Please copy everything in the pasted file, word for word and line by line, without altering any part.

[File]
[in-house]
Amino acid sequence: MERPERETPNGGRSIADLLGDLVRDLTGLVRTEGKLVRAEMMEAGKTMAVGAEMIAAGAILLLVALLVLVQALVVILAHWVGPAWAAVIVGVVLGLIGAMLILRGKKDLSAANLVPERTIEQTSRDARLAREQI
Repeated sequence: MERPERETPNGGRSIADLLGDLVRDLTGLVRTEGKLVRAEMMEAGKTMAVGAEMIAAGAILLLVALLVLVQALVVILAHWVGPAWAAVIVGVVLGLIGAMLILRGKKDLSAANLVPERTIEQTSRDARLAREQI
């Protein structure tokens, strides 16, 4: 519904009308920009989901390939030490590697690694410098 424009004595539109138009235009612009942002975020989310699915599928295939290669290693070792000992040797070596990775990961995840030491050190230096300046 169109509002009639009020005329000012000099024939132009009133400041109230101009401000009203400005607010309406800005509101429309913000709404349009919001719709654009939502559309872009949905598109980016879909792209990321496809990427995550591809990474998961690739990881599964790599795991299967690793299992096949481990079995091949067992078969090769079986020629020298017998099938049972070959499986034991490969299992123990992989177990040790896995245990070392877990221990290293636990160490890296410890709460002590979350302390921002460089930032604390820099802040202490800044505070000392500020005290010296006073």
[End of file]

[in-house]
Amino acid sequence: MERPERETPNGGRSIADLLGDLVRDLTGLVRTEGKLVRAEMMEAGKTMAVGAEMIAAGAILLLVALLVLVQALVVILAHWVGPAWAAVIVGVVLGLIGAMLILRGKKDLSAANLVPERTIEQTSRDARLAREQI
Repeated sequence: MERPERETPNGGRSIADLLGDLVRDLTGLVRTEGKLVRAEMMEAGKTMAVGAEMIAAGAILLLVALLVLVQALVVILAHWVGPAWAAVIVGVVLGLIGAMLILRGKKDLSAANLVPERTIEQTSRDARLAREQI
């Protein structure tokens, strides 16, 4: 519904009308920009989901390939030490590697690694410098 424009004595539109138009235009612009942002975020989310699915599928295939290669290693070792000992040797070596990775990961995840030491050190230096300046 169109509002009639009020005329000012000099024939132009009133400041109230101009401000009203400005607010309406800005509101429309913000709404349009919001719709654009939502559309872009949905598109980016879909792209990321496809990427995550591809990474998961690739990881599964790599795991299967690793299992096949481990079995091949067992078969090769079986020629020298017998099938049972070959499986034991490969299992123990992989177990040790896995245990070392877990221990290293636990160490890296410890709460002590979350302390921002460089930032604390820099802040202490800044505070000392500020005290010296006073």